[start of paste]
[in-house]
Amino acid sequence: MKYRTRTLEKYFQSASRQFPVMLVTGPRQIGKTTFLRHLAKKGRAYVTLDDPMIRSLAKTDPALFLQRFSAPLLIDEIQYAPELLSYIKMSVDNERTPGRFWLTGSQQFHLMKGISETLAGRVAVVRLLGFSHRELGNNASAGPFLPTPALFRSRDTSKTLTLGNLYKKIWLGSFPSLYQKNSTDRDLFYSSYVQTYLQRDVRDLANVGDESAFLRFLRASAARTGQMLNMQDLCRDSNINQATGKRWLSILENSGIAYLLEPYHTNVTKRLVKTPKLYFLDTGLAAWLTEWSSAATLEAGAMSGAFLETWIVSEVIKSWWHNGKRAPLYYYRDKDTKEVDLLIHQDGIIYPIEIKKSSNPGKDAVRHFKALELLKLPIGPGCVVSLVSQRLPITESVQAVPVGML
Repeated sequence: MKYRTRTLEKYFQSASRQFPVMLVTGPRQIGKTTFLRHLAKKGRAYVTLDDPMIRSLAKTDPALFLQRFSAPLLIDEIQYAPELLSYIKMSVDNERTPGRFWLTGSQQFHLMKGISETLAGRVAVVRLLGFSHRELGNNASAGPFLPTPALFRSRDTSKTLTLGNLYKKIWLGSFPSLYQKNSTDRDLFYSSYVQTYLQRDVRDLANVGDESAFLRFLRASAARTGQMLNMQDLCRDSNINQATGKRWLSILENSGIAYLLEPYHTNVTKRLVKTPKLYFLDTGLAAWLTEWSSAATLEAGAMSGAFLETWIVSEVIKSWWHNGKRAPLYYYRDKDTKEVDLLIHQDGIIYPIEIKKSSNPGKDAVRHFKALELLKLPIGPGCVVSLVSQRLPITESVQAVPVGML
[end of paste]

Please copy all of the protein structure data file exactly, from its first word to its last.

[in-house]
Amino acid sequence: MKYRTRTLEKYFQSASRQFPVMLVTGPRQIGKTTFLRHLAKKGRAYVTLDDPMIRSLAKTDPALFLQRFSAPLLIDEIQYAPELLSYIKMSVDNERTPGRFWLTGSQQFHLMKGISETLAGRVAVVRLLGFSHRELGNNASAGPFLPTPALFRSRDTSKTLTLGNLYKKIWLGSFPSLYQKNSTDRDLFYSSYVQTYLQRDVRDLANVGDESAFLRFLRASAARTGQMLNMQDLCRDSNINQATGKRWLSILENSGIAYLLEPYHTNVTKRLVKTPKLYFLDTGLAAWLTEWSSAATLEAGAMSGAFLETWIVSEVIKSWWHNGKRAPLYYYRDKDTKEVDLLIHQDGIIYPIEIKKSSNPGKDAVRHFKALELLKLPIGPGCVVSLVSQRLPITESVQAVPVGML
Repeated sequence: MKYRTRTLEKYFQSASRQFPVMLVTGPRQIGKTTFLRHLAKKGRAYVTLDDPMIRSLAKTDPALFLQRFSAPLLIDEIQYAPELLSYIKMSVDNERTPGRFWLTGSQQFHLMKGISETLAGRVAVVRLLGFSHRELGNNASAGPFLPTPALFRSRDTSKTLTLGNLYKKIWLGSFPSLYQKNSTDRDLFYSSYVQTYLQRDVRDLANVGDESAFLRFLRASAARTGQMLNMQDLCRDSNINQATGKRWLSILENSGIAYLLEPYHTNVTKRLVKTPKLYFLDTGLAAWLTEWSSAATLEAGAMSGAFLETWIVSEVIKSWWHNGKRAPLYYYRDKDTKEVDLLIHQDGIIYPIEIKKSSNPGKDAVRHFKALELLKLPIGPGCVVSLVSQRLPITESVQAVPVGML